Following the form of ERISA § 3(38) without the substance is likely to result in a breach of fiduciary duty. The two ways that the named fiduciary committee can end up in “ERISA jail” are: 1) when its investment consultant does not actually manage an investment portfolio, but is hired over other consultantswho won’t accept manager status; and 2) when the consultant is being paid more — again without actually managing a portfolio — on the theory that liability is being shifted to the consultant / manager. The reason that either of these situations may be a breach of fiduciary duty is that the named fiduciary committee is making decisions primarily to benefit itself, and letting these hoped for benefits govern how much to pay the investment consultant, or who to hire as an investment consultant.Bottom line, ERISA § 3(38) should be used in a DC plan in much the same way that it is used in DB plans; namely, with real investment managers who actually manage portfolios. This article will give you a head start in understanding why this common sense approach should be used, and why this approach reduces the liability of a named fiduciary committee precisely because it puts the interest of participants first. You may also wish to read a more in-depth treatment of this whole subject that I published on the Social Science Research Network here: http://ssrn.com/abstract=1811085 .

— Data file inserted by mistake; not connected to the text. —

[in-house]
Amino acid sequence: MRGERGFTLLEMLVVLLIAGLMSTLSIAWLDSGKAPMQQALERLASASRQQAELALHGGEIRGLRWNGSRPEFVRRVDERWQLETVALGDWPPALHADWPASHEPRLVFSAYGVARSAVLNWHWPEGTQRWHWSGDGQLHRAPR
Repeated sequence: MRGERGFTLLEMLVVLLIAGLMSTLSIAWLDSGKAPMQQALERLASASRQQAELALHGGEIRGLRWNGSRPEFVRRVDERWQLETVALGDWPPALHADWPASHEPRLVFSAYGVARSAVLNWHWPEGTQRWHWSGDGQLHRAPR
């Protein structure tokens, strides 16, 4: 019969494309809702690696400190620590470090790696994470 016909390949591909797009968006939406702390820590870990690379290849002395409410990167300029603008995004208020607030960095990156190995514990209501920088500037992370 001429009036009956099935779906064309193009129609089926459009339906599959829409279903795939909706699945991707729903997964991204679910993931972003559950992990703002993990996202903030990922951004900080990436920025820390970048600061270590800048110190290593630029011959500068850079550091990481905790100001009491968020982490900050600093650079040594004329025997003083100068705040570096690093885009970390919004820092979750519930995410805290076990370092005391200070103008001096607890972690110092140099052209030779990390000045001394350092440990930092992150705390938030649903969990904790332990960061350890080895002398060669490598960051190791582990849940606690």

There will be service providers which will try to take advantage of this provision. When a service provider hires a investment manager as ERISA 3(38) for a portion of the portfolio but not all the plan sponsor will remain liable. This provision is only effective when full discretion of funds is formally transferred.
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- Action Can Reduce Fiduciary Risk When Stock Markets Swoon (401kplanadvisors.com)
- Investment Advice Is One Of The Greatest Scams Of Our Time (businessinsider.com)
- 5 Characteristics of a Great 401(k) Plan (401kplanadvisors.com)